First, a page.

Press

Still ‘hungry like a wolf’

01:00 AM EST on Friday, November 3, 2006

By Rick Massimo

Journal Pop Music Writer

PROVIDENCE — Duran Duran’s show at the Providence Performing Arts Center last night was its second since the departure of guitarist Andy Taylor broke up the original lineup of the British ’80s hitmakers for the second time, but it didn’t look like they’d suffered much of a blow.

They made it a point to showcase newcomer Dominic Brown by starting right off with “Hungry Like the Wolf,” giving Brown an extended slide solo in the middle section. And while Brown filled the bill as a player, he also, importantly, didn’t succumb to new-guy/hired-hand syndrome, in which the new addition slouches in the corner of the stage and hopes no one notices. Brown stalked the stage and played to the crowd like an old pro — the fact that he’s played with the band in the past probably helped. He may have occasionally tried a little too hard to fit in with the veterans, but it was better than the opposite, and once he gets some years in he’ll be fine.

The rest of the band — singer Simon LeBon, bassist John Taylor, drummer Roger Taylor and keyboardist Nick Rhodes — were in fine shape on the rollicking early material. The sonic juxtaposition of warm, disco-influenced bass, and the icy lockstep precision between the 16th-note patterns of drummer Taylor and Rhodes’ sequencer was in full effect, with Brown’s guitar providing funky accents and the occasional rock blast. This was clearest on “Hungry Like the Wolf,” “Planet Earth,” and the final encore, “Rio.” Many bands of Duran Duran’s vintage have tempo problems, huffing and puffing to try to keep up with their old material, but thanks largely to Roger Taylor they breezed through.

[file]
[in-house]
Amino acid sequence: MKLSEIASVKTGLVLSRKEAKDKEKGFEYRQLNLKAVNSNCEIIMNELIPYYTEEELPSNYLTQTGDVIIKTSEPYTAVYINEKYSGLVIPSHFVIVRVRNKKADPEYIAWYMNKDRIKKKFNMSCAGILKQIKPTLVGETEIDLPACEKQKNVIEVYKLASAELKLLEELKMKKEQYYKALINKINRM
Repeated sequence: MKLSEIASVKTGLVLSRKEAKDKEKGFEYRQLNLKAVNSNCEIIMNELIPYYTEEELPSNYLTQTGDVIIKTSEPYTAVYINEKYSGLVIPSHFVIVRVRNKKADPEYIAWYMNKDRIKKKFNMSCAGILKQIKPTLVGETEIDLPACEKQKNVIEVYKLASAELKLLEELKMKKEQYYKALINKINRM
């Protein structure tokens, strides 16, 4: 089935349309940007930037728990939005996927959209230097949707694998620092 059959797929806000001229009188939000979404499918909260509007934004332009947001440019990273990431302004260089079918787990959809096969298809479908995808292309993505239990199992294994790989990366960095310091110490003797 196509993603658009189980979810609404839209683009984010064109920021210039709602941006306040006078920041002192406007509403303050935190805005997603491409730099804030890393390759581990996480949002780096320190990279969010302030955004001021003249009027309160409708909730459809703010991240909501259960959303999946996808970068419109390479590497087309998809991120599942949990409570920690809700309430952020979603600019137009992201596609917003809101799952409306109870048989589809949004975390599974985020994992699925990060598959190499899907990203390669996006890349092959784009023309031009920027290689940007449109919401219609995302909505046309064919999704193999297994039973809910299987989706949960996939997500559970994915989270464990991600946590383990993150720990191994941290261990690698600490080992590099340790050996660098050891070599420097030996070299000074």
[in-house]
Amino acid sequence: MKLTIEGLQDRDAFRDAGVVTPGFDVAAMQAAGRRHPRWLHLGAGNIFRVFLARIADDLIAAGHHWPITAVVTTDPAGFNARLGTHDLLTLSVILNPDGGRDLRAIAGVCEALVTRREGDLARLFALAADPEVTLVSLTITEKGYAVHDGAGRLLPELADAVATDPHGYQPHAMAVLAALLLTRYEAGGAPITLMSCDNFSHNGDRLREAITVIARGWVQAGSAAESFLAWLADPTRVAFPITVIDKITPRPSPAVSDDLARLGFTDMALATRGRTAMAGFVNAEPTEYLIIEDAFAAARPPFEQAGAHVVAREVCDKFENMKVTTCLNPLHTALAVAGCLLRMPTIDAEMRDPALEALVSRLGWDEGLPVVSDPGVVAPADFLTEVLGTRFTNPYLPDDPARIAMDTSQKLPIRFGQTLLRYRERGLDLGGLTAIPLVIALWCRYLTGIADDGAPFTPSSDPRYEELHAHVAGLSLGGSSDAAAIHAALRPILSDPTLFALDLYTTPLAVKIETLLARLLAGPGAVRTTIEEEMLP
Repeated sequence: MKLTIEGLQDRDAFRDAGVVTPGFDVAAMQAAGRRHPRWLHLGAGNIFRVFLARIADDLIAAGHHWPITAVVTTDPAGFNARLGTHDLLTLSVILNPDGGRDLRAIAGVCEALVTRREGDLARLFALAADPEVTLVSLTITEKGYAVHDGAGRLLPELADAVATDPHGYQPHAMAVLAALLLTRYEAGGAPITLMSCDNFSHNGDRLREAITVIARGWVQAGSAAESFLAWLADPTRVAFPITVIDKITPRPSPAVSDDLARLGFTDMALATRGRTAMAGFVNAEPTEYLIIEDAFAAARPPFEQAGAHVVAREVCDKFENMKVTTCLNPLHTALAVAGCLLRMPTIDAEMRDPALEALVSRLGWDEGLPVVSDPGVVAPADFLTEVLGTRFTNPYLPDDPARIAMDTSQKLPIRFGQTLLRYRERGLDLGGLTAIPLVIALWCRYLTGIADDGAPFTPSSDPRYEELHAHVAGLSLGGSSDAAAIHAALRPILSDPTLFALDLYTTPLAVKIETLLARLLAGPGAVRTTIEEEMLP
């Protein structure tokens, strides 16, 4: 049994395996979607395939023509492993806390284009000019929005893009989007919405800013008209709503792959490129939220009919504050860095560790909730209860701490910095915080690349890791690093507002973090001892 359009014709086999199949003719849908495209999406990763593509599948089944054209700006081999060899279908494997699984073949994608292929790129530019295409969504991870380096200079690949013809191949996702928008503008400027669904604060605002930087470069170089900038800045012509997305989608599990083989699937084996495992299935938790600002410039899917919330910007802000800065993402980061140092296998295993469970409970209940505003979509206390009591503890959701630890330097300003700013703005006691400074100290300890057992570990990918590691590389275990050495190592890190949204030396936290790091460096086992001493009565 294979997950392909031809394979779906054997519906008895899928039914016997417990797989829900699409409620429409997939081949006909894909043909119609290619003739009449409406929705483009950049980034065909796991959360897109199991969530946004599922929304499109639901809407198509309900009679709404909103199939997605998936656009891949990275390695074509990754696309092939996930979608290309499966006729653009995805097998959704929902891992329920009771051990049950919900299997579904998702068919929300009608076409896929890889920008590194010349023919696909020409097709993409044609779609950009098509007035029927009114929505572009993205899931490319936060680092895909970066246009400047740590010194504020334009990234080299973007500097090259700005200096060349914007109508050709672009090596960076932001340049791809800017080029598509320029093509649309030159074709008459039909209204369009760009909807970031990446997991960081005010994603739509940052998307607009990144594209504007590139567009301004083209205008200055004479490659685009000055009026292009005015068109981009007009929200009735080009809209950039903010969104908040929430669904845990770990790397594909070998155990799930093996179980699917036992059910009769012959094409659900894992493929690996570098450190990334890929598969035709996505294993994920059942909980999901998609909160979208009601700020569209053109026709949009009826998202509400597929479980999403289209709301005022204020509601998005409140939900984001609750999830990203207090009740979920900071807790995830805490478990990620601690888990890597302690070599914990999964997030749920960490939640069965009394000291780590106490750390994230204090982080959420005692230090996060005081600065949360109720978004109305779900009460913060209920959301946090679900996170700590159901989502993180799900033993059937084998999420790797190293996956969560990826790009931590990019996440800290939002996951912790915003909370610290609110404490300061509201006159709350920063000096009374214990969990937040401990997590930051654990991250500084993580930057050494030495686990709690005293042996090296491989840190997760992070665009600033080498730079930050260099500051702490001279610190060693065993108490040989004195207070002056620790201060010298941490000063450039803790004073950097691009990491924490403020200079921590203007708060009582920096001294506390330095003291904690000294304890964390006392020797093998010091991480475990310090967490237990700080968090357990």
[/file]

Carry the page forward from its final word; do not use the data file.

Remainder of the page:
The latter part of the set dragged, with the power balladry of “Ordinary World” heading into the soft balladry of “Save a Prayer,” and the heavy Euro-funk of “Dance Into the Fire” (LeBon’s voice straining), “Notorious” and “Wild Boys.” Unfortunately, when they attempted funk, the subsequent reining in of John Taylor’s bass to conform with the booming bass drum of Roger Taylor rendered the final result less funky than previous. And the interlude of Sly Stone’s “I Wanna Take You Higher” in the middle of “Notorious” only underlined the problem, although “The Reflex” benefited from being freed from its dated production.

The band played two songs from 2004’s Astronaut, and while “What Happens Tomorrow,” with its chugging guitar intro, was merely pleasant enough, in “Reach Up (For the Sunrise)” they’ve found a winner that should survive in the set list well beyond this tour.

After their futuristic, slightly decadent New Romantic beginnings, it’s a little odd to see Duran Duran as earnest, hardworking veterans, dedicating songs to the troops and such. But the musical ingredients and the unique lyrical world view (someone tell me what “Union of the Snake” is about, please?) are still intact.

Courtesy Providence Journal

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